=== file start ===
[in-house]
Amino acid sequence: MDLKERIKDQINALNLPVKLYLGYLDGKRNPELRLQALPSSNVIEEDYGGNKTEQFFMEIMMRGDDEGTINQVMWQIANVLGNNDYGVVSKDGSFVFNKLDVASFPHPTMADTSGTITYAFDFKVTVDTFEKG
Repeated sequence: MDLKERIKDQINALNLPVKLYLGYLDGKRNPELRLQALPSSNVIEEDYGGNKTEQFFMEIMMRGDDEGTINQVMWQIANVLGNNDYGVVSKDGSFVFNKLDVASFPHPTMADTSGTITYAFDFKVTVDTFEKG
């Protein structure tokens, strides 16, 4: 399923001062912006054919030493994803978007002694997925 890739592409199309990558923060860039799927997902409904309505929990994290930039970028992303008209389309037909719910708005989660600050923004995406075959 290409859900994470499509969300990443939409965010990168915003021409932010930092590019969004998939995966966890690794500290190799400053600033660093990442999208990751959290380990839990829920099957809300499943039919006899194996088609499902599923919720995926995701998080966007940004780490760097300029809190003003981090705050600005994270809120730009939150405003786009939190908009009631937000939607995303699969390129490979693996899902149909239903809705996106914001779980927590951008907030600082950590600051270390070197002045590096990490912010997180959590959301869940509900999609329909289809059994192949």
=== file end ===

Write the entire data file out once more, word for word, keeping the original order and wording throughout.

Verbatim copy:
[in-house]
Amino acid sequence: MDLKERIKDQINALNLPVKLYLGYLDGKRNPELRLQALPSSNVIEEDYGGNKTEQFFMEIMMRGDDEGTINQVMWQIANVLGNNDYGVVSKDGSFVFNKLDVASFPHPTMADTSGTITYAFDFKVTVDTFEKG
Repeated sequence: MDLKERIKDQINALNLPVKLYLGYLDGKRNPELRLQALPSSNVIEEDYGGNKTEQFFMEIMMRGDDEGTINQVMWQIANVLGNNDYGVVSKDGSFVFNKLDVASFPHPTMADTSGTITYAFDFKVTVDTFEKG
């Protein structure tokens, strides 16, 4: 399923001062912006054919030493994803978007002694997925 890739592409199309990558923060860039799927997902409904309505929990994290930039970028992303008209389309037909719910708005989660600050923004995406075959 290409859900994470499509969300990443939409965010990168915003021409932010930092590019969004998939995966966890690794500290190799400053600033660093990442999208990751959290380990839990829920099957809300499943039919006899194996088609499902599923919720995926995701998080966007940004780490760097300029809190003003981090705050600005994270809120730009939150405003786009939190908009009631937000939607995303699969390129490979693996899902149909239903809705996106914001779980927590951008907030600082950590600051270390070197002045590096990490912010997180959590959301869940509900999609329909289809059994192949």